When I was a kid, my mom always said the same thing whenever anyone in the family left the house or got dropped off somewhere. Mom said: "Be safe."
She always said that, and she says it to this day. She's almost 1,000 miles away from me, but she still says it every time we talk, and when either of us departs after a visit. And now, I say it to my kids, my husband, my friends and my coworkers. Working in the tank building industry means safety is a part of everyday business, and when we say "be safe," we mean it - at the risk of life & limb, we all must be safe.
Moms tell us to be careful, to be safe, to watch out....they're always trying to protect us from harm. Today on the Think Tank, we want to celebrate Moms, by taking a minute to look at how Mother's Day got started and what Moms want today. Above all, we want to thank Moms for always watching out for us.
It Started With Safety
Mother's Day as we know it began with early grassroots organizations of women who worked and fought for worthy causes - things we'd identify as serious safety issues! In the 1850s, Ann Reeves Jarvis established Mother's Day work clubs in West Virginia to improve sanitation and lower the infant mortality rate - largely by working to reduce contamination in milk. In the next decade, the groups would put their safety efforts to work tending to wounded soldiers on both sides of the Civil War.
Photo from ExplorePAHistory.com
A Day Of Recognition And Gratitude
Ann Reeves Jarvis' daughter, Anna Jarvis, took up the Mother's Day banner in the early 1900s. When her mother died in 1905, Anna began organizing a day of remembrance and recognition dedicated to one's own mother. Anna Jarvis' first Mother's Day Observance was held in 1908 in her hometown of Grafton, West Virginia. Observances were also held in Philadelphia, where Anna Jarvis was living at the time. Because of Jarvis' efforts, the practice spread and more and more churches and communities began celebrating Mother's Day. Mother's Day was officially recognized in 1914, when U.S. President Woodrow Wilson declared the second Sunday in May as a national day to observe Mother's Day. Wilson called it "a public expression of our love and reverence for the mothers of our country."
Photo from kbowenmysteries.com
Commercial Hype Can't Replace Talking To Mom
With the President's official recognition, Mother's Day took off as a national event and has become a commercial goldmine. According to Hallmark, it's the third-most popular card-buying holiday in the U.S., behind Valentine's Day and Christmas. And the National Restaurant Association says Mother's Day is the most popular day for dining out. But more than going out for brunch or sends cards, we call Mom on Mother's Day. A 2010 VIP Communications study found that "Mother's Day is far and away the most popular day to place phone calls across the world, registering more calling traffic than any other holiday, including New Year's and Valentine's Day." What does this prove? We all still need to talk to and listen to Mom!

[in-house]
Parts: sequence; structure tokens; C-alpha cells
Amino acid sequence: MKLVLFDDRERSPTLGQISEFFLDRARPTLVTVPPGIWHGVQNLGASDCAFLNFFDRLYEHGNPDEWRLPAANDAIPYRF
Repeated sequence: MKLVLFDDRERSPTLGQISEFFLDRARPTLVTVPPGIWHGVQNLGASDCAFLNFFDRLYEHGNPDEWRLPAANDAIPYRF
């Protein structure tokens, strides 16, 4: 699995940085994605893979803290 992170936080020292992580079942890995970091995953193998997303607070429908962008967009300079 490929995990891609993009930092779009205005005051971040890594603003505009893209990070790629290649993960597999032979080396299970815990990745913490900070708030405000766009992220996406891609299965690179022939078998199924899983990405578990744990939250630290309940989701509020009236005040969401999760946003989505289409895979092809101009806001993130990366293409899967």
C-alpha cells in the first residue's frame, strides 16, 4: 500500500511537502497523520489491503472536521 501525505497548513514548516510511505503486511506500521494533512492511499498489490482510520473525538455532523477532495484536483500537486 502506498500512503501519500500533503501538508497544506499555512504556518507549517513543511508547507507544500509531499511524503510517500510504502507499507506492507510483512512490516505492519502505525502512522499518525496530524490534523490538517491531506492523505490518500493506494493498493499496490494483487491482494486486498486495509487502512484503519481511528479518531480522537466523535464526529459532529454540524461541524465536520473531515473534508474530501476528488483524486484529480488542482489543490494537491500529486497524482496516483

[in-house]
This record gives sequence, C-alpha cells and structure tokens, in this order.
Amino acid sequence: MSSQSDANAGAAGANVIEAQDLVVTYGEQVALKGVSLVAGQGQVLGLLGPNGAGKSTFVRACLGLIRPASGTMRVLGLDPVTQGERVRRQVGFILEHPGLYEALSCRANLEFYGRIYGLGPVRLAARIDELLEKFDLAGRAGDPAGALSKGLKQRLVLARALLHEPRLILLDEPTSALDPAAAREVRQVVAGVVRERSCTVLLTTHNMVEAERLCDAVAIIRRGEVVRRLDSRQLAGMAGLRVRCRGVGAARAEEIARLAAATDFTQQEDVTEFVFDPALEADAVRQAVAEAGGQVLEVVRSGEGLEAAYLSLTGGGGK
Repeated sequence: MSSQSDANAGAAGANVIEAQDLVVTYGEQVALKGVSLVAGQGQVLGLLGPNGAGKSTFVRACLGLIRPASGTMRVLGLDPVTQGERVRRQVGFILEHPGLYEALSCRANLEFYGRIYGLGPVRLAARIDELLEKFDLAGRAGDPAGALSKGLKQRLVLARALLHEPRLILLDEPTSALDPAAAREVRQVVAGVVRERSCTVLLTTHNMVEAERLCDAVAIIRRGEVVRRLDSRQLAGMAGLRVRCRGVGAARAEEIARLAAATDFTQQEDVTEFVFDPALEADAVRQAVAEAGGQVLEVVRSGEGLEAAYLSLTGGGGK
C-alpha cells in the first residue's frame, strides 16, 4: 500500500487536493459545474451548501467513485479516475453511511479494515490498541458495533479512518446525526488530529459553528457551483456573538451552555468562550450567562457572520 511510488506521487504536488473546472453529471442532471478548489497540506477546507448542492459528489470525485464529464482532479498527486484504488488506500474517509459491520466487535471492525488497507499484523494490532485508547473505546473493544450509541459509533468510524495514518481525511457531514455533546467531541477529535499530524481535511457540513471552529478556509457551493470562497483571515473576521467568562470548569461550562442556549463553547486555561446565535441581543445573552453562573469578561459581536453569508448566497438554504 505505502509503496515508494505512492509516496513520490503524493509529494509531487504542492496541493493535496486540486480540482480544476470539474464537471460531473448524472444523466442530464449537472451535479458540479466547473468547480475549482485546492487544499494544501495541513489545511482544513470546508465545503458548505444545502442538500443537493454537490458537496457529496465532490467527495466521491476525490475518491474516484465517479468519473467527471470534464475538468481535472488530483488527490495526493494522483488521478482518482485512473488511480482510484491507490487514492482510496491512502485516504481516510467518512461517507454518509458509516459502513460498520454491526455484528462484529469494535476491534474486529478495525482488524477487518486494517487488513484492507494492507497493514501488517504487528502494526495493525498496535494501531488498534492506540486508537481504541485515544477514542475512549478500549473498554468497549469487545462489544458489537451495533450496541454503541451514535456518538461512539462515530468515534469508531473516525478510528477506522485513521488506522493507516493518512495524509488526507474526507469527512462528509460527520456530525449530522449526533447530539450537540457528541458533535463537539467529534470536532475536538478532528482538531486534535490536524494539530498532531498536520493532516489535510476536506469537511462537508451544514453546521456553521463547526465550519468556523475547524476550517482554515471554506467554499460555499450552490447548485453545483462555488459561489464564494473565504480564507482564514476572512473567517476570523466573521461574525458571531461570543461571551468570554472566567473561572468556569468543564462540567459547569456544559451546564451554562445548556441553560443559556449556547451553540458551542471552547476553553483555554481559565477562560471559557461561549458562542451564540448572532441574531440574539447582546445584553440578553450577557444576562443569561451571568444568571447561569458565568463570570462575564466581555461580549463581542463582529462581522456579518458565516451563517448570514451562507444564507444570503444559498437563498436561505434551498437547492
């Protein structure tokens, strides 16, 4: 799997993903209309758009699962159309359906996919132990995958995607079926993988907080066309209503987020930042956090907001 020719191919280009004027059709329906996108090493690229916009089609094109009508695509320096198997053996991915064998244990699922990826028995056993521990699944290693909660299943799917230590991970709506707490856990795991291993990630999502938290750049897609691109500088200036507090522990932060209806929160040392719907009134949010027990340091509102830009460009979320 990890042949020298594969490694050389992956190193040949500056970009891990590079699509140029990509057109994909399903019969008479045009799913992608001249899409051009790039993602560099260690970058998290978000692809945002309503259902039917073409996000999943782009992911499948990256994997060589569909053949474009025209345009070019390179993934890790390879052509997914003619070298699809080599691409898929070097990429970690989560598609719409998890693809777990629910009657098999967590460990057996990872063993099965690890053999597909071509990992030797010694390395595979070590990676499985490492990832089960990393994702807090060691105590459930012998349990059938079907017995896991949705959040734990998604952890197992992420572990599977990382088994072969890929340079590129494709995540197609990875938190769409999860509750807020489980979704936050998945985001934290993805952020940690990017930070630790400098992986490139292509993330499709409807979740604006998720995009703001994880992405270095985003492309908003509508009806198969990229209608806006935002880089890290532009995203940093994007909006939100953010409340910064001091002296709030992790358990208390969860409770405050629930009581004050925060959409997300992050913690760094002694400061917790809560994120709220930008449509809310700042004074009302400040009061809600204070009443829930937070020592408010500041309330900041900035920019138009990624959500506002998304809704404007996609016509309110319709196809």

Mom Wants You To Be Safe (So She Can Visit With You)
We can lament the hype, but Mother's Day has become a great time to buy stuff for Mom - cards, meals, flowers, chocolates, spa days..... All good stuff that most Moms enjoy. But the biggest thing Moms everywhere want? Time with the family! A recent PriceGrabber study, reported by MarketingProfs, found that 44% of Moms polled said that what they wanted for Mother's Day was TIME. Time with their families.
Make Mom Happy - Be Safe
So, Mother's Day started with Ann Reeves Jarvis working tirelessly to keep children and communities healthy and safe, and then her daughter Anna Jarvis' desire to honor and thank her Mom for all that dedication and hard work. It has become a commercial giant, but what Moms want the most is time with their families. So, if you've got a Mom, or someone in your life who loves you like a Mom, the best gift you can give this Mother's Day is to follow my Mom's instructions - BE SAFE, so you can be there for your Mom this Mother's Day and for many, many more.
Image from TheStar.com
For some more Mother's Day insights: